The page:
Disability Resource Center

Disability Terminology

An individual is considered to have a disability if that individual either:
  • Has a physical or mental impairment that substantially limits one or more major life activity such as caring for oneself, performing manual tasks, seeing, hearing, eating, sleeping, walking, standing, lifting, bending, speaking, breathing, learning, reading, concentrating, thinking, communicating, or working.
  • Has a record of such an impairment, or...
  • Is regarded as having such an impairment.
  • Major life activity also includes the operation of major bodily functions...

People with disabilities prefer that you focus on their individuality, not their disability. The term "handicapped" has fallen into disuse and should be avoided. The terms "able-bodied," "physically challenged" and "differently abled" are also discouraged. The following are some recommendations:

Never use the article 'THE' with an adjective to describe people with disabilities.

The preferred usage, 'people with disabilities,' stresses the essential humanity of individuals and avoids objectification. Alternatively, the term "disabled people" is acceptable, but note that this term still defines individuals as disabled, first, and people second.

Use: People who are deaf
Not: the deaf
Use: People who are visually impaired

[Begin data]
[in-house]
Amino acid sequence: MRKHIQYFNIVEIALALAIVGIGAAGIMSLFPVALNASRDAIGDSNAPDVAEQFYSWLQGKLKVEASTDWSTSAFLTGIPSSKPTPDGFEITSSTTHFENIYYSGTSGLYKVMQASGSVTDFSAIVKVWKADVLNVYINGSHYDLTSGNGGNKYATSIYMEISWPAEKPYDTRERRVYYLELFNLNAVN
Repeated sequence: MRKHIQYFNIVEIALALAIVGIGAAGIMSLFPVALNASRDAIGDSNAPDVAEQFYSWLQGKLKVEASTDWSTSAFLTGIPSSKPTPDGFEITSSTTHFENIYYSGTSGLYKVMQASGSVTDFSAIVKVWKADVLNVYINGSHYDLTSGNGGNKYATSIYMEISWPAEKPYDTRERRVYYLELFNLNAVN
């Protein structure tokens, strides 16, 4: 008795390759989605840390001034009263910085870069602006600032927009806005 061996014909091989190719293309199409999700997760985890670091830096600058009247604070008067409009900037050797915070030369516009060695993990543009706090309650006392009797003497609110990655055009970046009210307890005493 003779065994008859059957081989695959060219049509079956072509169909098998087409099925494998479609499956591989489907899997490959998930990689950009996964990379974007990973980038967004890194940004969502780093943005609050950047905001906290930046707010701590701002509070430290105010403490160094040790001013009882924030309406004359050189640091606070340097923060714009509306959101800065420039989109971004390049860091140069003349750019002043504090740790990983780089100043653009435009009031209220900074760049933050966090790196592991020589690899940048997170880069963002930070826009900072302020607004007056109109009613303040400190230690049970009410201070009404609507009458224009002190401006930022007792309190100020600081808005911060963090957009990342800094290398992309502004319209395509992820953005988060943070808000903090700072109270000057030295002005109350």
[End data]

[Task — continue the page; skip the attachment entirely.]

Not: the visually impaired
Use: People with disabilities
Not: the disabled

To refer to a person's disability, choose the correct terminology for the specific disability.

The following terms are examples of appropriate terms to describe people with disabilities.

People who are: blind, visually impaired, deaf, hard of hearing. People with, or who have: Cerebral Palsy, mental illness, paraplegia, quadriplegia, partial hearing loss, seizure disorder, specific learning disability, speech impairment.

Be careful not to imply that people with disabilities are to be pitied, feared or ignored, or that they are somehow more heroic, courageous, patient or 'special' than others. Never use the term 'normal' in contrast.

Use: Trina qualified for her 'Swimmer' certificate.
Not: Trina held her own while swimming with normal children.

A person in a wheelchair is a 'wheelchair user' or 'uses a wheelchair.' Avoid terms that define the disability as a limitation such as 'confined to a wheelchair' or 'wheelchair-bound." A wheelchair liberates; it doesn't confine.

Never use the terms 'victim' or 'sufferer' to refer to a person who has had a disease or disability. This term dehumanizes the person and emphasizes powerlessness.

Use: person with HIV/AIDS
Not: victim of AIDS or AIDS sufferer.

Use: had polio
Not: polio victim

(From Campus Guidelines for Using Inclusive Language and Illustrations in University Publications-University of Maryland at College Park.)